Droughts are not a recent phenomenon in Kenya. For centuries, pastoralists and farmers have adjusted their livelihoods to periods of resource scarcity. However, the combination of unsustainable resources use, inadequate national policies and intensifying climate change threaten to overwhelm the existing adaptive capabilities. This paper focuses on local adaptation, national climate change policy and their interaction. The following three questions are addressed. First, what adaptation options do pastoralists and agro-pastoralists have and which do they actually adopt? Second, do state policies strengthen local adaptation or do they cause the opposite? Third, how can discrepancies between national and local adaptation strategies be overcome in theory and what is actually feasible? Local options of adaptation strongly depend on the specific socio economic, cultural and geographical context. While the engagement into tourism can be an attractive source of (additional) income for the Masai in Kajiado (southern Kenya), this would be an unfeasible change of lifestyle for the Turkana in northern Kenya. The paper discusses such options, based on own field research conducted in one pastoral and one agro-pastoral community in Kenya. These findings are compared with the effects of national policies. In the past, pastoral communities – already socially vulnerably – have been disadvantaged by the government giving privilege to farming communities and wildlife conservation.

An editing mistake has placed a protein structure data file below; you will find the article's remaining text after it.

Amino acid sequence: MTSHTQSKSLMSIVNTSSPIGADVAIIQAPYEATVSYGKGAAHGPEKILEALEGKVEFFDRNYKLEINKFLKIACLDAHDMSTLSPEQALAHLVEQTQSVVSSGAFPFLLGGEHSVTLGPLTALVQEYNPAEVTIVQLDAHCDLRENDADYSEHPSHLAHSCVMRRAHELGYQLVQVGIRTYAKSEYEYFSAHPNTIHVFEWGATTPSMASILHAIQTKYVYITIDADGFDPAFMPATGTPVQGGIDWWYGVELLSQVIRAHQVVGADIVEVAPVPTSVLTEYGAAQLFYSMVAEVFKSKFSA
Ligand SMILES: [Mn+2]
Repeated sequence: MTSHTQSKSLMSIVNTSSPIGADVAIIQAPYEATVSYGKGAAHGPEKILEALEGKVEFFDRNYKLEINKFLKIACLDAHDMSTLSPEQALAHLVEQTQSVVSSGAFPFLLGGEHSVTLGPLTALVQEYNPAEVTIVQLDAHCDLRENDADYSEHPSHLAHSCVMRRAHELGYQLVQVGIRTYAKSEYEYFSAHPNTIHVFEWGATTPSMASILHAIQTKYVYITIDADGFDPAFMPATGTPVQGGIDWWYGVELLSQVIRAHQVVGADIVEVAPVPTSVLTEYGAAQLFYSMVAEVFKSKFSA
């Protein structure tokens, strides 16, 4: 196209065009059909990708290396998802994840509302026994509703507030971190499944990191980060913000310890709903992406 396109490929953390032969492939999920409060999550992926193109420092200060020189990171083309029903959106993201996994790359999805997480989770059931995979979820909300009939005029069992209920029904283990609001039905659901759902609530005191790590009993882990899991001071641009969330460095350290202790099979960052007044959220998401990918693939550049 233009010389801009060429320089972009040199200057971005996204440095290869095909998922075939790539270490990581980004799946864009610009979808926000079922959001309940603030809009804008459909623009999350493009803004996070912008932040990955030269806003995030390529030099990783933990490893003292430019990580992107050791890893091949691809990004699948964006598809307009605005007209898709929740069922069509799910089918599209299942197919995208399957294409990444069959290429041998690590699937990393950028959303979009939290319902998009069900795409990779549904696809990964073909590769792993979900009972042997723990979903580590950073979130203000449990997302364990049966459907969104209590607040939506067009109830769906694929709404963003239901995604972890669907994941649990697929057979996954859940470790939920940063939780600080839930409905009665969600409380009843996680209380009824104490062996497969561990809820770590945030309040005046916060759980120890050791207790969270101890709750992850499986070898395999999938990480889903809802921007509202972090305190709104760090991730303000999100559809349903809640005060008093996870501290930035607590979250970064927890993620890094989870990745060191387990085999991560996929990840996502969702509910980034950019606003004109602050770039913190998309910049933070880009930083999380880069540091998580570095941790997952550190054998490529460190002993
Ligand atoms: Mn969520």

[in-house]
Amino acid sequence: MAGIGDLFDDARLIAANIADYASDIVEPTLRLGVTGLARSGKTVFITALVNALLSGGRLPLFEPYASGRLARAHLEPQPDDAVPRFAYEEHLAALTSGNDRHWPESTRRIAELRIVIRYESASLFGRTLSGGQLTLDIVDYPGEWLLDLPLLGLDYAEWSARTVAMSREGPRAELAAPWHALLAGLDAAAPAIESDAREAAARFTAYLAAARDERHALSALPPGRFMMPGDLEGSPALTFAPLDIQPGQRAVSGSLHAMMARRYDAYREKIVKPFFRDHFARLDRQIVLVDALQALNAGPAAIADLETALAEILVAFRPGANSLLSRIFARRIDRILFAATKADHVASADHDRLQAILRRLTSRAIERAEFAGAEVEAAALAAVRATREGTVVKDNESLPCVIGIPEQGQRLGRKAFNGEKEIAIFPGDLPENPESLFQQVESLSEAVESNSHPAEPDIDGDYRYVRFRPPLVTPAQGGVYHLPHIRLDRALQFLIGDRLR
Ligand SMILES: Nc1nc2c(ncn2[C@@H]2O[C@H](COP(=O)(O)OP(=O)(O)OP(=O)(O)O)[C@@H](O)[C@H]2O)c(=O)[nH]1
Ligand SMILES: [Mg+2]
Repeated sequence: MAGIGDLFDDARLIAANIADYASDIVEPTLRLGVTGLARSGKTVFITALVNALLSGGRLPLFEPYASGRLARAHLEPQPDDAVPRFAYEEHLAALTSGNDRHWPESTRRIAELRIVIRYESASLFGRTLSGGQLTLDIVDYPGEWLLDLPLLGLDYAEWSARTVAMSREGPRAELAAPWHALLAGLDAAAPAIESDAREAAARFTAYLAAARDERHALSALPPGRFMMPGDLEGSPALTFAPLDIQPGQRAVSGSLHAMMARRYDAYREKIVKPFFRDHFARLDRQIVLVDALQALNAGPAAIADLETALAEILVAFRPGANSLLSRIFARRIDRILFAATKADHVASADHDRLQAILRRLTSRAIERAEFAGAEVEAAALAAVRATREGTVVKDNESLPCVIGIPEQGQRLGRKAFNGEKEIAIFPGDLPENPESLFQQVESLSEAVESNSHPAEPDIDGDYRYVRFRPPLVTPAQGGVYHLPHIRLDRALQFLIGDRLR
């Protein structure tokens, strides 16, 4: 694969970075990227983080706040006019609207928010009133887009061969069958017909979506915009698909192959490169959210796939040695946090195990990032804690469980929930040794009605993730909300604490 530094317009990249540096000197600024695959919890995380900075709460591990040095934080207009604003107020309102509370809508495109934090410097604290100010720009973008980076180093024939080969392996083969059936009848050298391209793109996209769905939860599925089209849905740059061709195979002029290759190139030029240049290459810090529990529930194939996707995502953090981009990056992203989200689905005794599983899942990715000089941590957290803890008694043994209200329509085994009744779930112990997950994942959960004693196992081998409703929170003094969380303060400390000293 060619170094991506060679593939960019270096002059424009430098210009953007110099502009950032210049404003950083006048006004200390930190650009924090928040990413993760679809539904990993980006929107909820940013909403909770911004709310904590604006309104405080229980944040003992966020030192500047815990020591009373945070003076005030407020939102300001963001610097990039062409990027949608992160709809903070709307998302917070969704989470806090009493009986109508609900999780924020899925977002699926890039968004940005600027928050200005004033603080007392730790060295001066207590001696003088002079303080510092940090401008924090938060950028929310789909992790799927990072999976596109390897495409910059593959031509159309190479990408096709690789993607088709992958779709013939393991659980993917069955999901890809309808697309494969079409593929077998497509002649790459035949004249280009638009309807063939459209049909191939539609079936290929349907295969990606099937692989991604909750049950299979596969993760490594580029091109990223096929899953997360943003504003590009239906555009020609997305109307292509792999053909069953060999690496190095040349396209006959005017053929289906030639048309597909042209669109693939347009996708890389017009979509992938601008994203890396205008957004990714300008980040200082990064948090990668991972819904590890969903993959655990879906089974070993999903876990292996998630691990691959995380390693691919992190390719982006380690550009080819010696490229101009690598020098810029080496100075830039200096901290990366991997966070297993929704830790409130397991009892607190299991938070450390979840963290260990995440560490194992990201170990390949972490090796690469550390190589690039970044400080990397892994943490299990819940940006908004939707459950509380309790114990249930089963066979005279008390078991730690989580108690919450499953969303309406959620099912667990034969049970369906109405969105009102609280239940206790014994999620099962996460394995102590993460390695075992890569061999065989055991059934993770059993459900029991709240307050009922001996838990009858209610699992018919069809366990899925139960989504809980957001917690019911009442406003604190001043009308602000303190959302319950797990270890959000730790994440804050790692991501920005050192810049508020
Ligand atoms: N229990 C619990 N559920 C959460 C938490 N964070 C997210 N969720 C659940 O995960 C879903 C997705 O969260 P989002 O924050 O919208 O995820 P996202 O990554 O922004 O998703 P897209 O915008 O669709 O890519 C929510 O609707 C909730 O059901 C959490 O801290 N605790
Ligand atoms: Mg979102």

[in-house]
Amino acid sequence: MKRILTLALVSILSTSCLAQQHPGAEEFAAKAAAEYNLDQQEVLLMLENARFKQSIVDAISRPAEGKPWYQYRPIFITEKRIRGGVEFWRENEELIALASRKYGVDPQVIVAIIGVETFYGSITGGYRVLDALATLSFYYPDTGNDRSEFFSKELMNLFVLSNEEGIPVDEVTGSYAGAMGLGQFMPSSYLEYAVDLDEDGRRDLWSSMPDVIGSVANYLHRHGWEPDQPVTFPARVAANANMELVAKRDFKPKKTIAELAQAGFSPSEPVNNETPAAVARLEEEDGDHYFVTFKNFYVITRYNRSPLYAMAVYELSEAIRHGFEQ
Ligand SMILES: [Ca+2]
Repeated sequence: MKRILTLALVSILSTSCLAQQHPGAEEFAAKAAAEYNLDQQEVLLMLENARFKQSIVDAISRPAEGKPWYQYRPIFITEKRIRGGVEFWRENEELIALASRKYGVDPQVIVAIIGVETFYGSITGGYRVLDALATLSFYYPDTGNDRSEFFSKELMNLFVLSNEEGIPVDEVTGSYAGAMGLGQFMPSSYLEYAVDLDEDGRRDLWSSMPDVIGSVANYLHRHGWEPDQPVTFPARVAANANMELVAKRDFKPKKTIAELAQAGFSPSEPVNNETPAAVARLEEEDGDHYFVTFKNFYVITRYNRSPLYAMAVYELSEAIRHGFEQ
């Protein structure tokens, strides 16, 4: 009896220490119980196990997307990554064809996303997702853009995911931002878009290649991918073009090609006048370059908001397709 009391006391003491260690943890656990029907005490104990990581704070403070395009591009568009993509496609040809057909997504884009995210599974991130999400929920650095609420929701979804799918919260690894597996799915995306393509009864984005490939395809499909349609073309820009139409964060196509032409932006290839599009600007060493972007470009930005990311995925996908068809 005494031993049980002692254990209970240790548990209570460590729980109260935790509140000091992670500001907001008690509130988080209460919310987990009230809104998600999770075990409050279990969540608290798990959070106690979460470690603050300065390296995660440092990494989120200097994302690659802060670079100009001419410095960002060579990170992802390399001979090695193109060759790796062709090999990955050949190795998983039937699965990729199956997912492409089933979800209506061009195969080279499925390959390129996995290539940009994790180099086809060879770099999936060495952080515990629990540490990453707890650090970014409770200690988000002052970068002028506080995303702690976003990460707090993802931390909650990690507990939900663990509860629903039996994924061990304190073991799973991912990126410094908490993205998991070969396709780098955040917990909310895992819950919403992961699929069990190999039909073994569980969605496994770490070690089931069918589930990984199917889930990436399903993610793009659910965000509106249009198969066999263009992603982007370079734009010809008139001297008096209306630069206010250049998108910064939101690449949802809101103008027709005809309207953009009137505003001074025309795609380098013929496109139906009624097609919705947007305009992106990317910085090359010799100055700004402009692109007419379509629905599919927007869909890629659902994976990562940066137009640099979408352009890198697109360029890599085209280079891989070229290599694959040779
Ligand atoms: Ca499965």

|Place of Publication||Hamburg|
|Publisher||University of Hamburg|
|Number of pages||32|
|Publication status||Published - 2014|